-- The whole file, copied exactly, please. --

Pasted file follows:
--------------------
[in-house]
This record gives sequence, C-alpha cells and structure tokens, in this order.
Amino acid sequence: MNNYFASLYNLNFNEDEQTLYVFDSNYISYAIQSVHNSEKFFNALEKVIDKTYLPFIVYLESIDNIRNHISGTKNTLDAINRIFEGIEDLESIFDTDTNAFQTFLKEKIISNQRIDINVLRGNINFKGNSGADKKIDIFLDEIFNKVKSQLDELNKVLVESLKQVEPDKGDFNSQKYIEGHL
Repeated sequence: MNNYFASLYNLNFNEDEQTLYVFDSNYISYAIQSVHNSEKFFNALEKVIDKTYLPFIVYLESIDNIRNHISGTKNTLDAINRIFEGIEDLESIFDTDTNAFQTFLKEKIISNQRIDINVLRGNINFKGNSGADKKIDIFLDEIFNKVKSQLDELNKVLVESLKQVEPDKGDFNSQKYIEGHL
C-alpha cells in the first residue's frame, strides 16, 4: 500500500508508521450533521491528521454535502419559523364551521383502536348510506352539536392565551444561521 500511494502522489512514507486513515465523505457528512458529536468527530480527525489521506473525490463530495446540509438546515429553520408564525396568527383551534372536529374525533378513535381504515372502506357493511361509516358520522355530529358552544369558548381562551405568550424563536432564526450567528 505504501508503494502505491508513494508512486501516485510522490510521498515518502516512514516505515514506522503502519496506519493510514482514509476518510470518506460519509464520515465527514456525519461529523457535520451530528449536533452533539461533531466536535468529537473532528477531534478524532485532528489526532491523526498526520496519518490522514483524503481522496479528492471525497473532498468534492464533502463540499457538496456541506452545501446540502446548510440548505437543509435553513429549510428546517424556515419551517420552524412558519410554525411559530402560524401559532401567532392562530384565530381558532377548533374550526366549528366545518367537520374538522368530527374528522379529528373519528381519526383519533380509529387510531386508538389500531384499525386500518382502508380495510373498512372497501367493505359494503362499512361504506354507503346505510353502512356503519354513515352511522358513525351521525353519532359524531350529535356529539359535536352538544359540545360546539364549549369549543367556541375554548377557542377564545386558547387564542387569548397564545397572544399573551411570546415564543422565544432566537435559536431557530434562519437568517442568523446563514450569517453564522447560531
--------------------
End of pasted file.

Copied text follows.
[in-house]
This record gives sequence, C-alpha cells and structure tokens, in this order.
Amino acid sequence: MNNYFASLYNLNFNEDEQTLYVFDSNYISYAIQSVHNSEKFFNALEKVIDKTYLPFIVYLESIDNIRNHISGTKNTLDAINRIFEGIEDLESIFDTDTNAFQTFLKEKIISNQRIDINVLRGNINFKGNSGADKKIDIFLDEIFNKVKSQLDELNKVLVESLKQVEPDKGDFNSQKYIEGHL
Repeated sequence: MNNYFASLYNLNFNEDEQTLYVFDSNYISYAIQSVHNSEKFFNALEKVIDKTYLPFIVYLESIDNIRNHISGTKNTLDAINRIFEGIEDLESIFDTDTNAFQTFLKEKIISNQRIDINVLRGNINFKGNSGADKKIDIFLDEIFNKVKSQLDELNKVLVESLKQVEPDKGDFNSQKYIEGHL
C-alpha cells in the first residue's frame, strides 16, 4: 500500500508508521450533521491528521454535502419559523364551521383502536348510506352539536392565551444561521 500511494502522489512514507486513515465523505457528512458529536468527530480527525489521506473525490463530495446540509438546515429553520408564525396568527383551534372536529374525533378513535381504515372502506357493511361509516358520522355530529358552544369558548381562551405568550424563536432564526450567528 505504501508503494502505491508513494508512486501516485510522490510521498515518502516512514516505515514506522503502519496506519493510514482514509476518510470518506460519509464520515465527514456525519461529523457535520451530528449536533452533539461533531466536535468529537473532528477531534478524532485532528489526532491523526498526520496519518490522514483524503481522496479528492471525497473532498468534492464533502463540499457538496456541506452545501446540502446548510440548505437543509435553513429549510428546517424556515419551517420552524412558519410554525411559530402560524401559532401567532392562530384565530381558532377548533374550526366549528366545518367537520374538522368530527374528522379529528373519528381519526383519533380509529387510531386508538389500531384499525386500518382502508380495510373498512372497501367493505359494503362499512361504506354507503346505510353502512356503519354513515352511522358513525351521525353519532359524531350529535356529539359535536352538544359540545360546539364549549369549543367556541375554548377557542377564545386558547387564542387569548397564545397572544399573551411570546415564543422565544432566537435559536431557530434562519437568517442568523446563514450569517453564522447560531